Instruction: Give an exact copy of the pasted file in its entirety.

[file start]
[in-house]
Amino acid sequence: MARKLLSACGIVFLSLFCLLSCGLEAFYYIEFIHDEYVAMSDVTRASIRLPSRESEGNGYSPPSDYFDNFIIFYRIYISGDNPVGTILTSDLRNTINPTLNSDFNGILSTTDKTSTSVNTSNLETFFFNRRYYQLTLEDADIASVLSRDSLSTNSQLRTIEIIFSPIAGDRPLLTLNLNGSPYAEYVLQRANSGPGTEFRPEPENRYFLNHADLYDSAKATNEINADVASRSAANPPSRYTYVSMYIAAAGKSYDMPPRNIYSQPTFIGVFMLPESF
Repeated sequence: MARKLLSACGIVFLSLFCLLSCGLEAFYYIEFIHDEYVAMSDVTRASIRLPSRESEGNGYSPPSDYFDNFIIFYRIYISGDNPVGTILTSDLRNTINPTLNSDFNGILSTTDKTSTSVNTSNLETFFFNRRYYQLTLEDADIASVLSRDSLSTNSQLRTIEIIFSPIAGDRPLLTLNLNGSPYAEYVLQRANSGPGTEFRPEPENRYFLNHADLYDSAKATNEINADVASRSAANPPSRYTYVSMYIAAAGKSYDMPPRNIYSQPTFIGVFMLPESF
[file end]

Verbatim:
[in-house]
Amino acid sequence: MARKLLSACGIVFLSLFCLLSCGLEAFYYIEFIHDEYVAMSDVTRASIRLPSRESEGNGYSPPSDYFDNFIIFYRIYISGDNPVGTILTSDLRNTINPTLNSDFNGILSTTDKTSTSVNTSNLETFFFNRRYYQLTLEDADIASVLSRDSLSTNSQLRTIEIIFSPIAGDRPLLTLNLNGSPYAEYVLQRANSGPGTEFRPEPENRYFLNHADLYDSAKATNEINADVASRSAANPPSRYTYVSMYIAAAGKSYDMPPRNIYSQPTFIGVFMLPESF
Repeated sequence: MARKLLSACGIVFLSLFCLLSCGLEAFYYIEFIHDEYVAMSDVTRASIRLPSRESEGNGYSPPSDYFDNFIIFYRIYISGDNPVGTILTSDLRNTINPTLNSDFNGILSTTDKTSTSVNTSNLETFFFNRRYYQLTLEDADIASVLSRDSLSTNSQLRTIEIIFSPIAGDRPLLTLNLNGSPYAEYVLQRANSGPGTEFRPEPENRYFLNHADLYDSAKATNEINADVASRSAANPPSRYTYVSMYIAAAGKSYDMPPRNIYSQPTFIGVFMLPESF